Since the start of the U-20 World Cup, Haaland has played in 40 matches for club and country and scored 50 goals. While the level of play has increased to one of the top leagues on earth, he’s maintained better than a goal-a-game pace—he’s scored 28 goals in 22 appearances for Salzburg, and has 13 goals in 13 appearances for Dortmund.
Tuesday, Haaland will play in what is, for all intents and purposes, the biggest sporting event in the world in the past three months—a match against Bundesliga leaders Bayern Munich. FiveThirtyEight gives Bayern a 90 percent chance to win an eighth consecutive Bundesliga title, but with a win, Dortmund will pull to within a point of the league leaders with six matches to play. And it hasn’t even been a year since Haaland played in a little-watched youth tournament.
Haaland plays as though he was created in a lab. (A Spanish magazine recently put him on the cover as “CYBORGOL,” a half-human, half-robot soccer machine.) He’s 6-foot-4 and possesses the power you’d expect from his hulking frame—listen to the THUNK on this goal. But he’s got track-and-field quality athleticism. When you time his on-field sprints with a stopwatch, he’s on par with the world’s best, and as a youngster, he reportedly set the world record in the long jump for 5-year-olds. (What other track events do kids do? Do they get to throw javelins? Is there a 5-year-old 100-meter dash? Can I watch?)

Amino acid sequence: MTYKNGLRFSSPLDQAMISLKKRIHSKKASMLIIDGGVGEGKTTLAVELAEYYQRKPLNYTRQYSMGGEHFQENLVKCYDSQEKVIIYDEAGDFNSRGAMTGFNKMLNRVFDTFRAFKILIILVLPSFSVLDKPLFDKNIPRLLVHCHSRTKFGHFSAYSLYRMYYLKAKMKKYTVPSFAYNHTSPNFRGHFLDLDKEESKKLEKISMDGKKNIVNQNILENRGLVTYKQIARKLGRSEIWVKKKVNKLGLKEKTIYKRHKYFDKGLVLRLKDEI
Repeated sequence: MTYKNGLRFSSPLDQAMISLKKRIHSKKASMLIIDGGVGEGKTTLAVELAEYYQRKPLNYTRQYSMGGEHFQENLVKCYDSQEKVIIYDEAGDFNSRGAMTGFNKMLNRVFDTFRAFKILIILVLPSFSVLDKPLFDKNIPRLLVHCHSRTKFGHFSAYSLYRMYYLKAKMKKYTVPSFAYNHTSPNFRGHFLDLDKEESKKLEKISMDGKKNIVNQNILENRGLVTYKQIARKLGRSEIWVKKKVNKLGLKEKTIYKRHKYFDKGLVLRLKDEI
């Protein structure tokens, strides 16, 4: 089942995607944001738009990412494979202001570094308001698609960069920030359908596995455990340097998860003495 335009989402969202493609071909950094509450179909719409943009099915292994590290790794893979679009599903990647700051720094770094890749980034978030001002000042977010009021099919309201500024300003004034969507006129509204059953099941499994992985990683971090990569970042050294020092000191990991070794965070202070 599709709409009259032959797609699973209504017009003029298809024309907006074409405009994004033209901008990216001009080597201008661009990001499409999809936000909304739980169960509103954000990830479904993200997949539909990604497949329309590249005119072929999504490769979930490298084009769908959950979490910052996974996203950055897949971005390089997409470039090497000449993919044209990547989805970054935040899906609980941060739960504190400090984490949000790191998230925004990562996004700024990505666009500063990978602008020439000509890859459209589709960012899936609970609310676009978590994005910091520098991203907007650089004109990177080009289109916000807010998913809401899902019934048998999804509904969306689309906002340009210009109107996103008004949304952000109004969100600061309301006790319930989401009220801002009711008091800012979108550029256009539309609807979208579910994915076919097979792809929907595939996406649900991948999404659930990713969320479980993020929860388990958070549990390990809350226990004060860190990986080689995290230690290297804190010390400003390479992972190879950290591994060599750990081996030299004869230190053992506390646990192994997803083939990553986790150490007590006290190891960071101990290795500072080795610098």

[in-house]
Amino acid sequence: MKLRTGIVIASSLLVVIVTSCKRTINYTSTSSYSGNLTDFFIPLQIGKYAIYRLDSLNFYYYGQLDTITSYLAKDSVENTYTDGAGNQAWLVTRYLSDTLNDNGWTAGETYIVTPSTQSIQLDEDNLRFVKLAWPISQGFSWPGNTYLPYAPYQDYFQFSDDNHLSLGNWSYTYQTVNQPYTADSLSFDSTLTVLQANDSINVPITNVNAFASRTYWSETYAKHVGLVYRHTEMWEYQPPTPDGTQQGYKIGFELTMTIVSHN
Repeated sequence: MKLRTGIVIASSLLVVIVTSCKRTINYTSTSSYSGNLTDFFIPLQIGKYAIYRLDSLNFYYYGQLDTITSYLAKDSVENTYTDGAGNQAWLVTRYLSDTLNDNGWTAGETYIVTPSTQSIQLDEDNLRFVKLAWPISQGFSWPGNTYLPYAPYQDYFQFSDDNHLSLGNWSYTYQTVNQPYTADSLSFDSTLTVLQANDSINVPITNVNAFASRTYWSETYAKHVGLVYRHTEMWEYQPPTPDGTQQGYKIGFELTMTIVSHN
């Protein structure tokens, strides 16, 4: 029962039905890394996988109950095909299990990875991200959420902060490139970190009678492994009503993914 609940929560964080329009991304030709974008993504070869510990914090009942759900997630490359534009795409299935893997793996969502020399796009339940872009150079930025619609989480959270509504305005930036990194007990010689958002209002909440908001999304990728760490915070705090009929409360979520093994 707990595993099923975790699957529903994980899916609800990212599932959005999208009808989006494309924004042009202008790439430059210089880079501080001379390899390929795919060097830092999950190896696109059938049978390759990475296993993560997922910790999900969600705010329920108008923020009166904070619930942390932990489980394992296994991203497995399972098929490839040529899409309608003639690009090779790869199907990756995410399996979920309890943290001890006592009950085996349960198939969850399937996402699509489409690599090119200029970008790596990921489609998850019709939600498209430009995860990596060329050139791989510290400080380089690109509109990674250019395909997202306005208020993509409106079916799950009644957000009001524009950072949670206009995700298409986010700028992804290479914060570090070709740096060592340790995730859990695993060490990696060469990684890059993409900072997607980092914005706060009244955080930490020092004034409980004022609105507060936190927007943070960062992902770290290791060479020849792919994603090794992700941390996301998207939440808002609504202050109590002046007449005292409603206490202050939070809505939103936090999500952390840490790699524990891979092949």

He plays like a force of nature. He’s brilliant off the ball, instinctively surging into open space as if powered by osmosis. He makes the act of redirecting the ball into the back of a net seem simple, as if it doesn’t require spectacular amounts of dexterity and skill. It doesn’t matter if he’s sitting on his ass or facing the wrong direction when the ball is passed to him—he always manages to point the ball goalward, like an airborne cat that always knows which way his paws need to go to find the ground.
Haaland doesn’t necessarily play the beautiful game—he just shovels any balls that come his way into the net. His efficiency is off the charts. In the Bundesliga, Haaland has scored on 48 percent of his shots, while no other player has scored on more than 40 percent. (He shows up on the Champions League leaderboard in goals per shot twice—once with Dortmund, once with Salzburg.) He’s also third in the Bundesliga in percentage of shots on goal, one of just four players to put more than 60 percent of their shots on target.
Of course, Haaland wasn’t created in a lab. He’s from Norway, which isn’t exactly a country known for soccer superstars. Norway hasn’t qualified for a major tournament since 2000. Like America, their men struggle but their women are dominant—the Norwegian women’s team won the 1995 World Cup and produced 2018 Ballon d’Or winner Ada Hegerberg.
But Haaland has an impressive pedigree—he was born in England while his father, Alf-Inge Haaland, played for Manchester City. The elder Haaland, a defensive midfielder, played on Norway’s 1994 World Cup team and played seven years in the Premier League, but had to retire at 30 after a particularly brutal tackle by Manchester United’s Roy Keane. Meanwhile, Haaland’s mother was reportedly a national champion in the heptathlon.